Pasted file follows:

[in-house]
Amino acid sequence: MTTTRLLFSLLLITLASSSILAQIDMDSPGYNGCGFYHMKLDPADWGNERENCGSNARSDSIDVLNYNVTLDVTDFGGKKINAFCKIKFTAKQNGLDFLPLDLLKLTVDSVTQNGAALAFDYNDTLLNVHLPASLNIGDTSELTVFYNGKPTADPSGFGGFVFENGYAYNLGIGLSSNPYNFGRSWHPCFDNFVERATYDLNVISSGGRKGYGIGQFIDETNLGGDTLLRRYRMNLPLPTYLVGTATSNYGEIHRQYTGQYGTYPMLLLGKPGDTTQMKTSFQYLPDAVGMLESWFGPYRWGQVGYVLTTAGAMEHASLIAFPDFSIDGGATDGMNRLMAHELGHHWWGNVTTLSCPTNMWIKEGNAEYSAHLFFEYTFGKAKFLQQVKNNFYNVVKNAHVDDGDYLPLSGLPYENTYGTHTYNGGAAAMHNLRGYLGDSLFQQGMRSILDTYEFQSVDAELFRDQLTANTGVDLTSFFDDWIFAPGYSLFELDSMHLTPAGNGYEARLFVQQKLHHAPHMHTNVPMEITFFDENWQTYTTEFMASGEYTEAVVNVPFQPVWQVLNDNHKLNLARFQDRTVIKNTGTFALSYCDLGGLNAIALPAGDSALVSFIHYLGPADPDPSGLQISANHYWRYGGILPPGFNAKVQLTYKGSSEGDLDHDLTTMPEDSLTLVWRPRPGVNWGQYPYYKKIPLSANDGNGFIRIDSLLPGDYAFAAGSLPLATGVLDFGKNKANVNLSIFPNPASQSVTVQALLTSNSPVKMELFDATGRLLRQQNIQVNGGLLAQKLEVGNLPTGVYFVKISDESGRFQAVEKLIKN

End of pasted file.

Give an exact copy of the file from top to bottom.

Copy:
[in-house]
Amino acid sequence: MTTTRLLFSLLLITLASSSILAQIDMDSPGYNGCGFYHMKLDPADWGNERENCGSNARSDSIDVLNYNVTLDVTDFGGKKINAFCKIKFTAKQNGLDFLPLDLLKLTVDSVTQNGAALAFDYNDTLLNVHLPASLNIGDTSELTVFYNGKPTADPSGFGGFVFENGYAYNLGIGLSSNPYNFGRSWHPCFDNFVERATYDLNVISSGGRKGYGIGQFIDETNLGGDTLLRRYRMNLPLPTYLVGTATSNYGEIHRQYTGQYGTYPMLLLGKPGDTTQMKTSFQYLPDAVGMLESWFGPYRWGQVGYVLTTAGAMEHASLIAFPDFSIDGGATDGMNRLMAHELGHHWWGNVTTLSCPTNMWIKEGNAEYSAHLFFEYTFGKAKFLQQVKNNFYNVVKNAHVDDGDYLPLSGLPYENTYGTHTYNGGAAAMHNLRGYLGDSLFQQGMRSILDTYEFQSVDAELFRDQLTANTGVDLTSFFDDWIFAPGYSLFELDSMHLTPAGNGYEARLFVQQKLHHAPHMHTNVPMEITFFDENWQTYTTEFMASGEYTEAVVNVPFQPVWQVLNDNHKLNLARFQDRTVIKNTGTFALSYCDLGGLNAIALPAGDSALVSFIHYLGPADPDPSGLQISANHYWRYGGILPPGFNAKVQLTYKGSSEGDLDHDLTTMPEDSLTLVWRPRPGVNWGQYPYYKKIPLSANDGNGFIRIDSLLPGDYAFAAGSLPLATGVLDFGKNKANVNLSIFPNPASQSVTVQALLTSNSPVKMELFDATGRLLRQQNIQVNGGLLAQKLEVGNLPTGVYFVKISDESGRFQAVEKLIKN